It is never too early to begin looking ahead to next year's NFL Draft. Each year a unique set of prospects enters the professional ranks with a chance to make an immediate impact on the country's most powerful sport. The 2013 NFL Draft won’t be any different.
Today, we rank college football's best defensive tackles prospects:
1. Jonathan Hankins, Ohio State (6-3, 320, Jr.)
The big Buckeye lineman has just a touch more upside than Star Lotulelei but has a similar skillset. He has a massive frame that is excellent at clogging space in order to stop the run. But he is a three-down tackle who can get penetration and disrupt the passer from the interior. In what should be a very deep and talented defensive tackle class, Hankins could be the best. There are potentially five first round defensive tackles in the 2013 class.
2. Star Lotulelei, Utah (6-3, 320, Sr.)
The big fella from Utah was voted as the best defensive lineman in the Pac-12 by his peers last season. If the offensive lineman who try to block him each Saturday say he is the best defensive lineman in the league, I believe them. He, too, is a three-down tackle who can be used against the pass and run equally — which is a rare commodity highly coveted by the NFL. He has great size, has been extremely productive and will likely be a top ten pick. He may be viewed as safer than Hankins but likely has slightly less upside.
3. Kawann Short, Purdue (6-3, 315, Sr.)
Purdue's heart and soul on defense has tons of ability. He is roughly the same size as all the best tackle prospects in this class with the rare of exception of John Jenkins (who is massive and bigger than everyone else). He has proven his abilities to play in opposing backfields with four years of consistent play in the middle of a defense that rarely gave him the help he deserved. He is a Big Ten Defensive Player of the Year candidate this fall.
4. John Jenkins, Georgia (6-3, 358, Sr.)
Few players will go to the combine bigger than Jenkins. While he will need to prove his stamina, flexibility and commitment to physical conditioning, he doesn't have to prove much in the form of on-field production. He has experience in a professional 3-4 defense that has been one of the best in the vaunted SEC. He has the skills and size to develop into the best player at his position in this class, but has to refine his fitness, size and consistency.
5. Sylvester Williams, North Carolina (6-3, 320, Sr.)
The big Tar Heel has been a fast riser throughout the fall. He has the needed size and power to play at the next level but needed to prove himself one more season. He was surrounded by elite talent and was a junior college transfer, yet has continued to improve and has held his own without names like Coples, Martin, Powell there to help him this fall. He is more upside than most in the top ten at this point.
6. Jesse Williams, Alabama (6-3, 320, Sr.)
There may not be anything flashy or freakish about this young Australian, but he absolutely gets the job done with tremendous strength and technique. He has been coached by the best, been extremely productive against the best and should be viewed as one of the best. He won't wow scouts with any one talent, but should be a major contributor on the next level for years to come.
7. Sharrif Floyd, Florida (6-3, 303, Jr.)
The Gators active lineman is much lighter than his elite level counterparts and is generously listed at 6-foot-3. But he is extremely active, disruptive and will make plenty of plays on the next level. This nose tackle was an elite recruit back in 2010 and made an immediate impact as a freshman in Gainesville. Look for him to continue to improve and could easily raise his stock into the first round with a great end to his Gators career.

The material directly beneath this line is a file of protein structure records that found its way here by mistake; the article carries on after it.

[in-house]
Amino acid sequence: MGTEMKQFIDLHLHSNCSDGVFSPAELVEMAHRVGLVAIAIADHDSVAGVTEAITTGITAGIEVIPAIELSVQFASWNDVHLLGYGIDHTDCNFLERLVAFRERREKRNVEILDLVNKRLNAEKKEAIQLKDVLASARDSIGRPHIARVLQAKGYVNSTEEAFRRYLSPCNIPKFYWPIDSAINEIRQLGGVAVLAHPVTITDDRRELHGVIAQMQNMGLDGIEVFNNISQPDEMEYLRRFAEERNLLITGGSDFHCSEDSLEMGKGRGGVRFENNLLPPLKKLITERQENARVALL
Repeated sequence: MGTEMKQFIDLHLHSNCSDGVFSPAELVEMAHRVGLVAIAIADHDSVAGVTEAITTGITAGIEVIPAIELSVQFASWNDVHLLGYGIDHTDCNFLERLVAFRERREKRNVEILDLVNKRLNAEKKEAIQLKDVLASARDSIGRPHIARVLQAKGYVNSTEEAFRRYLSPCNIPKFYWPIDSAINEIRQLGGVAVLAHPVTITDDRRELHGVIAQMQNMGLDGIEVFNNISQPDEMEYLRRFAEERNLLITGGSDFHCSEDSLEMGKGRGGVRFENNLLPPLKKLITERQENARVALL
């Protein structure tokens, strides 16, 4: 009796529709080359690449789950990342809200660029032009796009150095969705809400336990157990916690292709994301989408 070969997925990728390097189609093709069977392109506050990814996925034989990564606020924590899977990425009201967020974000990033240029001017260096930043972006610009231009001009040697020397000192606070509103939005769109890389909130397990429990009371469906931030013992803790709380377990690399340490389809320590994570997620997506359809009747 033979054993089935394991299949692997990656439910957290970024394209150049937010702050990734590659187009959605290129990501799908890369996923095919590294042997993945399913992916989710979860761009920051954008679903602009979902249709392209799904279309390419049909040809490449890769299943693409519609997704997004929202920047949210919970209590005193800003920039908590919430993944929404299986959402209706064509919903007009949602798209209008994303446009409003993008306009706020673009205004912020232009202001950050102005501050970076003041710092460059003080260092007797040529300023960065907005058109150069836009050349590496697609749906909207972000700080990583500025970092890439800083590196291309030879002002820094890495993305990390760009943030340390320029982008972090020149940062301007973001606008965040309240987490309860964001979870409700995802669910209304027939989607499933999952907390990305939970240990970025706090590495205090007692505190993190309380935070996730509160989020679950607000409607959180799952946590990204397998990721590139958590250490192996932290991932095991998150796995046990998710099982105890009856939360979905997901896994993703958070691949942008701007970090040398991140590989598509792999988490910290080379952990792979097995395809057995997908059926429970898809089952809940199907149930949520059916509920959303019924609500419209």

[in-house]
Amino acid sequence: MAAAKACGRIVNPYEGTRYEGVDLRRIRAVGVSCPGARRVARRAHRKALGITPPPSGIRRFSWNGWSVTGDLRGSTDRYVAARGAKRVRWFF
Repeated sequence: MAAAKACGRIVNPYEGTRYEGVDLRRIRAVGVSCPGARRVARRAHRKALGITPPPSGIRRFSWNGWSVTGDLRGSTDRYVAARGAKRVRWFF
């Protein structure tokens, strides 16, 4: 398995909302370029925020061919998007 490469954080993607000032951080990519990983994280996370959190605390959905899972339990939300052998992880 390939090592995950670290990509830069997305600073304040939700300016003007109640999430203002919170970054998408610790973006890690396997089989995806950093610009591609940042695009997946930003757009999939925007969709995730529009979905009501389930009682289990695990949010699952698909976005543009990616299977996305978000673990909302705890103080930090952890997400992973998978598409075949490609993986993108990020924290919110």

8. Bennie Logan, LSU (6-3, 290, Jr.)
Only one player on the Tigers roster gets to wear No. 18 each season as the unquestioned leader of the program and Logan got that distinguished honor in 2012. Like Floyd, he won't tip the scales with his smaller frame, but he is as tough a leader as there is at the position. He is a dependable performer that will give scouts exactly what they expect. Logan has limited upside but extremely low downside.
9. Sheldon Richardson, Missouri (6-3, 295, Jr.)
Despite his wordy taunts, Richardson is one of the most talented tackles in the nation. Every SEC coach to have scouted the Tigers point to the defensive line as the area to focus on, and most of that is due to the play this big guy. He has had some injury issues in the past (shoulder) and will need to prove himself at the combine, but the upside is obvious for the one of the highest-rated recruits to ever sign with Mizzou.
10. Ra’Shede Hageman, Minnesota (6-6, 300, Jr.)
This massive prospect has been a late mover on draft boards. He has a huge frame with plenty of room to add bulk and power. He also hasn't played a ton of football so his better days are well of ahead of him. He has quickly proven to be a productive member of an improving defense. He has extremely intriguing upside and could be a value pick in the early middle rounds.
Other names to watch:
11. Akeem Spence, Illinois (6-1, 305, Jr.)
12. Josh Boyd, Mississippi State (6-3, 300, Sr.)
13. Everett Dawkins, Florida State (6-2, 304, Sr.)
14. Abry Jones, Georgia (6-3, 308, Sr.)
15. Dominique Easley, Florida (6-2, 280, Jr.)
16. Joe Vellano, Maryland (6-2, 285, Sr.)
17. Jordan Hill, Penn State (6-1, 294, Sr.)
18. Cory Grissom, USF (6-2, 316, Sr.)
19. Anthony Rashad White, Michigan State (6-2, 330, Sr.)
20. Baker Steinkuhler, Nebraska (6-6, 290, Sr.)
- by Braden Gall
Related NFL Draft Rankings By Position:
2013 NFL Draft: Running Backs
2013 NFL Draft: Tight Ends
2013 NFL Draft: Safeties
2013 NFL Draft: Defensive Tackles
2013 NFL Draft: Wide Receivers
2013 NFL Draft: Offensive Tackles
2013 NFL Draft: Inside Linebackers